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Michigan Domestic Terror Plot Sends Shockwaves Through Militia World

Michigan Gov. Gretchen Whitmer addresses the state during a speech Thursday in Lansing. Thirteen members of two militia groups face criminal charges after allegedly plotting to kidnap Whitmer.
Michigan Gov. Gretchen Whitmer addresses the state during a speech Thursday in Lansing. Thirteen members of two militia groups face criminal charges after allegedly plotting to kidnap Whitmer.

The news raced through the encrypted chats of leaders in the far-right militia movement: The Feds got Barry Croft.

Croft, one of 13 men charged Thursday in connection with a domestic terrorism plot to kidnap Michigan Democratic Gov. Gretchen Whitmer, was a visible figure on the message boards and Facebook pages of the so-called Patriot Movement. NPR interviews with associates who know him from that world portray a power-hungry figure whose angling for stature was unsettling at times. Now that Croft is in custody and his connections under scrutiny, their fear is: Who's next?

"He was very out and open in the movement," one militia leader said.

The leader said that around two years ago Croft, a Delaware resident, made waves as an unknown who tried to streamline national leadership of the Three Percent, a fragmented movement of loosely affiliated armed groups. But regional Three Percent leaders began to question Croft about his motives, the leader said, and weren't satisfied with the answers. A separate account from another state leader described Croft as "radical" even within the heavily armed Patriot milieu.

Last year, Delaware Gov. John Carney, a Democrat, pardoned Croft for chargesfrom the 1990s, including possession of a firearm during the commission of a felony, assault and burglary, according to documents obtained by Delaware Online/The News Journal.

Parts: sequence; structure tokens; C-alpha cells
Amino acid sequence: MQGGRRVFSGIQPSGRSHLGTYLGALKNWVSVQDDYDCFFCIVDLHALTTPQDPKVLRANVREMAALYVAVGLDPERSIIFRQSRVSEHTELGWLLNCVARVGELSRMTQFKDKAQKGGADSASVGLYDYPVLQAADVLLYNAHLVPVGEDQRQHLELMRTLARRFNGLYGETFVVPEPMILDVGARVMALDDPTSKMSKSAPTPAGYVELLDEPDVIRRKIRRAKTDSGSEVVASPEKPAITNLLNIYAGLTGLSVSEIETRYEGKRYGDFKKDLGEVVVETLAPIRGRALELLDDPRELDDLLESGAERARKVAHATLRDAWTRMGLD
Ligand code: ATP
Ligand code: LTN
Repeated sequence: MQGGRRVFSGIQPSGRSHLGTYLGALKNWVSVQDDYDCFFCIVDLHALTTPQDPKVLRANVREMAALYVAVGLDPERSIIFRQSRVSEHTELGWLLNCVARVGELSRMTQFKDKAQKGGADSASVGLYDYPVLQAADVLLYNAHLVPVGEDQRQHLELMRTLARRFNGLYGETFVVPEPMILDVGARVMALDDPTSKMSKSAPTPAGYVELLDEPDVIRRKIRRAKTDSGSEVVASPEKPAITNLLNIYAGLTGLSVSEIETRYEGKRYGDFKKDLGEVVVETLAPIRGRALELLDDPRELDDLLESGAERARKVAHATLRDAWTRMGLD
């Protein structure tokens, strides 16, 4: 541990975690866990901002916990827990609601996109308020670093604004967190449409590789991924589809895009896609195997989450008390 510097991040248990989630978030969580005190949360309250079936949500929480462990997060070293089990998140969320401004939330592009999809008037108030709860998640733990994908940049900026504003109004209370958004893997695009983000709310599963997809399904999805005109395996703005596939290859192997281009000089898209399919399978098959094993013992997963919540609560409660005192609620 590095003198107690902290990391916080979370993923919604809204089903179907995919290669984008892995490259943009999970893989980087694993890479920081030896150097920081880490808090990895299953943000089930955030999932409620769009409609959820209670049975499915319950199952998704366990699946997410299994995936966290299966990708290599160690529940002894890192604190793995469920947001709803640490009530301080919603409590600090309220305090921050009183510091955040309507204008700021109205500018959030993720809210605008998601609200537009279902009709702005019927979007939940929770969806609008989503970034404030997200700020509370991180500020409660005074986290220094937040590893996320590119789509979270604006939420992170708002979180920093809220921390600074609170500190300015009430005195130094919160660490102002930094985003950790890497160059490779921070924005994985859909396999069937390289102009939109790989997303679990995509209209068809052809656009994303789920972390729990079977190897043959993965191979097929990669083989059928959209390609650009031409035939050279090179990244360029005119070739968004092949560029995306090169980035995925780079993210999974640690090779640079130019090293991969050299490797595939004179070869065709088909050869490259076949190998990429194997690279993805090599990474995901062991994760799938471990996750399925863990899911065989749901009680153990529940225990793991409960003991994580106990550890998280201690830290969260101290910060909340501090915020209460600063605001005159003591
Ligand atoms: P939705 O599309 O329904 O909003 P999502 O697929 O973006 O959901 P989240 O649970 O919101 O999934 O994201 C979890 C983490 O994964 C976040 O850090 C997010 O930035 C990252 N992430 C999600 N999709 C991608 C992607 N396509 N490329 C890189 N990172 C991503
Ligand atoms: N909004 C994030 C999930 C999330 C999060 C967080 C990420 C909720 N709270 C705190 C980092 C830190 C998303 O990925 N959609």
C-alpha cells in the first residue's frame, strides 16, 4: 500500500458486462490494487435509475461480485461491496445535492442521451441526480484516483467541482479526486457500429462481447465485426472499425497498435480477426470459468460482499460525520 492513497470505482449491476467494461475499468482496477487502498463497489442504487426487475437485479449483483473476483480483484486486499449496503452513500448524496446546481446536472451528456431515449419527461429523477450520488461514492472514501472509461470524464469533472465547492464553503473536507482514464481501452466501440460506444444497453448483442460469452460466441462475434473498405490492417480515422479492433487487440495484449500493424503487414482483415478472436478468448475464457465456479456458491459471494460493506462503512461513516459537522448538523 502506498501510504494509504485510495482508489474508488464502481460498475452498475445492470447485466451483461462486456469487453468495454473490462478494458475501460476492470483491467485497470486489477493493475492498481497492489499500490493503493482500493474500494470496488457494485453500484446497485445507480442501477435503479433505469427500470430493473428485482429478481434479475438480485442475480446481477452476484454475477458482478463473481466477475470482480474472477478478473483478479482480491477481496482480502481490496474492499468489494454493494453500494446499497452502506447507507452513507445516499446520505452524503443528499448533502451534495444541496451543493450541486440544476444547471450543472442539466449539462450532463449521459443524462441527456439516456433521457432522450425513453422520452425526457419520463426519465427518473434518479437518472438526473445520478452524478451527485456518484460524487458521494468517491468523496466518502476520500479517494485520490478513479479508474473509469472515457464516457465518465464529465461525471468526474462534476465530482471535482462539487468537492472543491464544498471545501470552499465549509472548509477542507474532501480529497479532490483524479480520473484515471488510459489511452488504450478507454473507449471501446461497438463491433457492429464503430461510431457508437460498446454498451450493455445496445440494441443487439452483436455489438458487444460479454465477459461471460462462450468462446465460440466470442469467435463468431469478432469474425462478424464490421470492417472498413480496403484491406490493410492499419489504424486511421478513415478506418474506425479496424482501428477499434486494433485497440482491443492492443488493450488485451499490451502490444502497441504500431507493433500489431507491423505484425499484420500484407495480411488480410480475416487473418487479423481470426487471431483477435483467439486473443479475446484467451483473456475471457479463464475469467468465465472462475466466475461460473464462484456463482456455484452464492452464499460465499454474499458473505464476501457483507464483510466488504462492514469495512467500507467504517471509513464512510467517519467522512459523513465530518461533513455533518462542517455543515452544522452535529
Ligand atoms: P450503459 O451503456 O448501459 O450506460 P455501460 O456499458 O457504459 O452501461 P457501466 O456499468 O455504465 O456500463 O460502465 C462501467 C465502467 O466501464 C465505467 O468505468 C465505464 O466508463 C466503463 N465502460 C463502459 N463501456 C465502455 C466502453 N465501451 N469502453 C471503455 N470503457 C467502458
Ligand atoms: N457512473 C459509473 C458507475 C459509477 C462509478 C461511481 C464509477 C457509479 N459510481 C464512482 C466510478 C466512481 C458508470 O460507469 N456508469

The militia leader said he's never heard Croft talking about violence. For him, the red flag was more mundane – it was when Croft allegedly moved to buy one of the biggest domain names associated with the national Three Percent movement. The leader, a self-described "true believer," saw it as an attempt by Croft to buy his way into a senior role in the movement. The leader distanced his organization from national ties and said he has no idea whether Croft eventually took the reins.

"I've seen them come and go, the ones who want some sort of title," he said.

None of Croft's associates agreed to speak on the record for fear of retaliation from the authorities or people within the movement, and they didn't have information about the others charged in connection with the alleged kidnap plot. The leader of a self-proclaimed national Three Percent umbrella organization didn't return messages seeking comment. The case has sent armed Patriot groups across the country into damage-control mode, worried that the unusually high number of arrests in a months-long domestic terrorism investigation means more are coming.